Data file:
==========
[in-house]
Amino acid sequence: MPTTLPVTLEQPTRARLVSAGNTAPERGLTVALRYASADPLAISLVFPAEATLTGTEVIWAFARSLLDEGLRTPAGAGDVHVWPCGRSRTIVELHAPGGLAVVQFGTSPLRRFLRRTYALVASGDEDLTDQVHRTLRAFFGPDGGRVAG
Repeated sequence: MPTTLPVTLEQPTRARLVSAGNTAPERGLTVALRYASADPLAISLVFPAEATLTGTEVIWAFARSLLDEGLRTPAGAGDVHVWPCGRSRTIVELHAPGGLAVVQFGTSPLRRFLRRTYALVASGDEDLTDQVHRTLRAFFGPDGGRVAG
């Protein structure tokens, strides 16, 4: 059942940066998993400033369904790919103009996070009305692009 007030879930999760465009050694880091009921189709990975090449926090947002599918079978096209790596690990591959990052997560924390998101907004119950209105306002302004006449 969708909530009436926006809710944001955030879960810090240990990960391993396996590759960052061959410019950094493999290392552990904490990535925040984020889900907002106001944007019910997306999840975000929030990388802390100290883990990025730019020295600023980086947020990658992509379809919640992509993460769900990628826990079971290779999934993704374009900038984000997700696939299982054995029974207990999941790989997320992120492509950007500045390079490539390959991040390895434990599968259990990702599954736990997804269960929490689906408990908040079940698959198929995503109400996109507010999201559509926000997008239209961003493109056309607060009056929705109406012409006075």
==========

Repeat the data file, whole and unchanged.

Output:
[in-house]
Amino acid sequence: MPTTLPVTLEQPTRARLVSAGNTAPERGLTVALRYASADPLAISLVFPAEATLTGTEVIWAFARSLLDEGLRTPAGAGDVHVWPCGRSRTIVELHAPGGLAVVQFGTSPLRRFLRRTYALVASGDEDLTDQVHRTLRAFFGPDGGRVAG
Repeated sequence: MPTTLPVTLEQPTRARLVSAGNTAPERGLTVALRYASADPLAISLVFPAEATLTGTEVIWAFARSLLDEGLRTPAGAGDVHVWPCGRSRTIVELHAPGGLAVVQFGTSPLRRFLRRTYALVASGDEDLTDQVHRTLRAFFGPDGGRVAG
């Protein structure tokens, strides 16, 4: 059942940066998993400033369904790919103009996070009305692009 007030879930999760465009050694880091009921189709990975090449926090947002599918079978096209790596690990591959990052997560924390998101907004119950209105306002302004006449 969708909530009436926006809710944001955030879960810090240990990960391993396996590759960052061959410019950094493999290392552990904490990535925040984020889900907002106001944007019910997306999840975000929030990388802390100290883990990025730019020295600023980086947020990658992509379809919640992509993460769900990628826990079971290779999934993704374009900038984000997700696939299982054995029974207990999941790989997320992120492509950007500045390079490539390959991040390895434990599968259990990702599954736990997804269960929490689906408990908040079940698959198929995503109400996109507010999201559509926000997008239209961003493109056309607060009056929705109406012409006075």